Simple Hash Functions
Two simple, insecure hash functions are shown here.
Moreover, All hash functions operate using the following general principles.
- The input (message, file, etc.) is viewed as a sequence of n-bit blocks.
- The input is processed one block at a time in an iterative fashion to produce an -bit hash function.
First Function: Simple Hash Functions
One of the simplest hash functions is the bit-by-bit exclusive-OR (XOR) of every block.
This can express as
𝑖 = 𝑏𝑖1⨁𝑏𝑖2 ⊕ … ⊕ 𝑏𝑖𝑚
𝐶𝑖 = 𝑖th bit of the hash code, 1 ≤ 𝑖 ≤ n
𝑚 = number of n − bit blocks in the input
𝑏𝑖𝑗 = 𝑖th bit in jth block
⊕= XOR operation
- This operation produces a simple parity for each bit position and known as a longitudinal redundancy check.
- It is reasonably effective for random data as a data integrity check.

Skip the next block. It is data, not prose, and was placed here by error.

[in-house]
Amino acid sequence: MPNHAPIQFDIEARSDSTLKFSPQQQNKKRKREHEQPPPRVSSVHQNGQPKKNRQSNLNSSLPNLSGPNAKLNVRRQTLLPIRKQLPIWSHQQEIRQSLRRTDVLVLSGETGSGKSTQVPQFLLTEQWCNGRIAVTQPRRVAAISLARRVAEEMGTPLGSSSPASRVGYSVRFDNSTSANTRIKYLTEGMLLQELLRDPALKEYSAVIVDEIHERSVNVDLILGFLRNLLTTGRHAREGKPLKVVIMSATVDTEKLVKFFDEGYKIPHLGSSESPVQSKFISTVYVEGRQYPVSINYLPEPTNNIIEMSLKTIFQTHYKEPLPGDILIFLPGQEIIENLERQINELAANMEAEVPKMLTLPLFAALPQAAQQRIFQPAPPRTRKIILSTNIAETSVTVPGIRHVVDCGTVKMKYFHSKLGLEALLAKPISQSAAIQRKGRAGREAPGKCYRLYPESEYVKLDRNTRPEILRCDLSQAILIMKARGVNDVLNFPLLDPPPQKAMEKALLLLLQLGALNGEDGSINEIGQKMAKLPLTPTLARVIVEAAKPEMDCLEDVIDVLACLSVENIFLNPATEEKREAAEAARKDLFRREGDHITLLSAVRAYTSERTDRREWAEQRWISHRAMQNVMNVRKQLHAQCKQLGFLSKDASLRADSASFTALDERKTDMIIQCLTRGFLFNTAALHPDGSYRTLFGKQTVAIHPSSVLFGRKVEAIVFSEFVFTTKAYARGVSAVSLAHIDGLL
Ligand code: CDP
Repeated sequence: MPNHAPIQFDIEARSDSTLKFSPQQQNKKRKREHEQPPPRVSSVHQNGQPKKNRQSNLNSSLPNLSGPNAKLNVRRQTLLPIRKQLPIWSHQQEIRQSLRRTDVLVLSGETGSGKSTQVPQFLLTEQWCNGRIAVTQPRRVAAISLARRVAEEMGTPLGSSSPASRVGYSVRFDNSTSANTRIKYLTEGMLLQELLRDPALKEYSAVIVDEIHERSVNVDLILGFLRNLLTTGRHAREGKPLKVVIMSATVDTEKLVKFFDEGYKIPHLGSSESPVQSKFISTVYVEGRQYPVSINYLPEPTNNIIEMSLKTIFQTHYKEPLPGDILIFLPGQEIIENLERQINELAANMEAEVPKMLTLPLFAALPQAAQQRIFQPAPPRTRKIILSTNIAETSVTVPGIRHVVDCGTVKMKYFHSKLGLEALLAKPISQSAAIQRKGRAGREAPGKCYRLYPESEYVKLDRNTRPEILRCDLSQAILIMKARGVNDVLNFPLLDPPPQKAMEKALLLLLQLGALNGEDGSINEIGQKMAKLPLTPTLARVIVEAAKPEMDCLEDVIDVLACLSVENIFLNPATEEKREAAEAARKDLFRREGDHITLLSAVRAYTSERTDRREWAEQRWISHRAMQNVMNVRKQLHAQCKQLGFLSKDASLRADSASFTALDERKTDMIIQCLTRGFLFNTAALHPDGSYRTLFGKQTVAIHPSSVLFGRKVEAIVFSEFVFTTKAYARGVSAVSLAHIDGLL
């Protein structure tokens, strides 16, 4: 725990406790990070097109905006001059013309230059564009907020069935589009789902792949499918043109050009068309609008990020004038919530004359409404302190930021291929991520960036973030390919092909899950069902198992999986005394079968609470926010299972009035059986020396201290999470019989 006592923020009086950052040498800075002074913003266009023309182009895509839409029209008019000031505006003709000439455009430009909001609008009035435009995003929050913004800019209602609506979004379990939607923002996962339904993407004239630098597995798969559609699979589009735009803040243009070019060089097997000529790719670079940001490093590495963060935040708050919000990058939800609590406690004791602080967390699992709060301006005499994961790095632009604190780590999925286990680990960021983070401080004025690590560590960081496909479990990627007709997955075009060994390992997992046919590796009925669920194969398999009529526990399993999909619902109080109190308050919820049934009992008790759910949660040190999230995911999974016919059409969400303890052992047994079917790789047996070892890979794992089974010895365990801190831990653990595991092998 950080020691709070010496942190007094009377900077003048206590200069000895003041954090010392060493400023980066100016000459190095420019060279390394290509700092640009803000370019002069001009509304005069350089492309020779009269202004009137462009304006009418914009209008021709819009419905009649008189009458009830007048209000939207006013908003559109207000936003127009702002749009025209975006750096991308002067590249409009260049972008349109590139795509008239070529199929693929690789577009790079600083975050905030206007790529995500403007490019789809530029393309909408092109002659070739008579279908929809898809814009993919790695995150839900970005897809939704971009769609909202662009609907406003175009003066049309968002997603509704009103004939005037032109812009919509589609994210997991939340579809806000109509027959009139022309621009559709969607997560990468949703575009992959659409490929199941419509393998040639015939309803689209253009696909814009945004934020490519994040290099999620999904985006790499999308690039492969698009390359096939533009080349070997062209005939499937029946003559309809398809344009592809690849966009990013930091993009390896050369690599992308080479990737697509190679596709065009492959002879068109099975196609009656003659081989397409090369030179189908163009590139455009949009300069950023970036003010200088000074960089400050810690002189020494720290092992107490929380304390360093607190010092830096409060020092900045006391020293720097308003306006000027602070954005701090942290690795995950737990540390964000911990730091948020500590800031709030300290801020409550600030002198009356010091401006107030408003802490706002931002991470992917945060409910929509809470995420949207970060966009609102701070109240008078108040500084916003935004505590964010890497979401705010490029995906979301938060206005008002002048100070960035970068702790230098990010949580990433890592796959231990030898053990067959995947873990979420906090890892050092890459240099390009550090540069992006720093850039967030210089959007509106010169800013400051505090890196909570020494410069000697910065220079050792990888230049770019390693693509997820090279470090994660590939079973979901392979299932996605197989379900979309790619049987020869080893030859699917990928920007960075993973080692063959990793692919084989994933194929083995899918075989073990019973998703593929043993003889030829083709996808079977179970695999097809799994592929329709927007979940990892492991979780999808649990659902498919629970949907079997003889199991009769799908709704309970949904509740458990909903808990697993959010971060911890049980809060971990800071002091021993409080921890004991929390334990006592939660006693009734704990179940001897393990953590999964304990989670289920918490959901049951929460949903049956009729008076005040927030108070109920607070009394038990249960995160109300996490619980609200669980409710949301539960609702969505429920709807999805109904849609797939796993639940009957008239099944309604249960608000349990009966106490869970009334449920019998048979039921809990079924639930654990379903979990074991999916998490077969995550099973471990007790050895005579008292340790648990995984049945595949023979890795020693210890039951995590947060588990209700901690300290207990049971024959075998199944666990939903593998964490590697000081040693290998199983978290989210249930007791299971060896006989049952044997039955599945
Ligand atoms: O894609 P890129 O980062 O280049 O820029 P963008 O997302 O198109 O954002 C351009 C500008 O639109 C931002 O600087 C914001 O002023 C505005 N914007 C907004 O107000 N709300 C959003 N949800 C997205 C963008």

- Moreover, Each n-bit hash value is equally likely.
- Thus, the probability that a data error will result in an unchanged hash value is 2-n.
Second Function: Simple Hash Functions
A simple way to improve matters is to perform a one-bit circular shift, or rotation, on the hash value after each block processed.
The procedure can summarize as follows.
- Initially set the n-bit hash value to zero.
- Process each successive n-bit block of data as follows:
- Rotate the current hash value to the left by one bit.
- XOR the block into the hash value.
- This has the effect of “randomizing” the input more completely and overcoming any regularities that appear in the input.
- Moreover, Although the second procedure provides a good measure of data integrity, it is virtually useless for data security.
- Moreover, When an encrypted hash code used with a plaintext message, it an easy matter to produce a new message that yields that hash code.
Simply prepare the desired alternate message and then append an n-bit block that forces the new message plus block to yield the desired hash code.